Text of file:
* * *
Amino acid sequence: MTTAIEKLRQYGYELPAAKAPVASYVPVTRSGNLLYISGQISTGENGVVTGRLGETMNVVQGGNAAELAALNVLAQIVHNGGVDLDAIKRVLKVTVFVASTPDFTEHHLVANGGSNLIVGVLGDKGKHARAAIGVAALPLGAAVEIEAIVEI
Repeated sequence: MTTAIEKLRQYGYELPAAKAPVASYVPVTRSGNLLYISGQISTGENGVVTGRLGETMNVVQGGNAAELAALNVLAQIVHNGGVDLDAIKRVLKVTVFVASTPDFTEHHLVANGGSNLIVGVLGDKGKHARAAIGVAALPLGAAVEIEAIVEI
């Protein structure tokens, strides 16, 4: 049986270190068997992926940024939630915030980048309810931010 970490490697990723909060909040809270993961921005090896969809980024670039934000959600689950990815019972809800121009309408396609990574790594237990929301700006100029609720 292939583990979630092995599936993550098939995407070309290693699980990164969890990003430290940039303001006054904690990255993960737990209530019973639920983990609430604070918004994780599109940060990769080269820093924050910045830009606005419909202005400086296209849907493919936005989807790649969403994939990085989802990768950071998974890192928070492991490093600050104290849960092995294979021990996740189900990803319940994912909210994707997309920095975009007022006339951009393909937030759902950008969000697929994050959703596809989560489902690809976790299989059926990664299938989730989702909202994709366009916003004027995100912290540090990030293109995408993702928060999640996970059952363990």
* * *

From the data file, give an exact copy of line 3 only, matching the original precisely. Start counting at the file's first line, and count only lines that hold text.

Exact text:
């Protein structure tokens, strides 16, 4: 049986270190068997992926940024939630915030980048309810931010 970490490697990723909060909040809270993961921005090896969809980024670039934000959600689950990815019972809800121009309408396609990574790594237990929301700006100029609720 292939583990979630092995599936993550098939995407070309290693699980990164969890990003430290940039303001006054904690990255993960737990209530019973639920983990609430604070918004994780599109940060990769080269820093924050910045830009606005419909202005400086296209849907493919936005989807790649969403994939990085989802990768950071998974890192928070492991490093600050104290849960092995294979021990996740189900990803319940994912909210994707997309920095975009007022006339951009393909937030759902950008969000697929994050959703596809989560489902690809976790299989059926990664299938989730989702909202994709366009916003004027995100912290540090990030293109995408993702928060999640996970059952363990």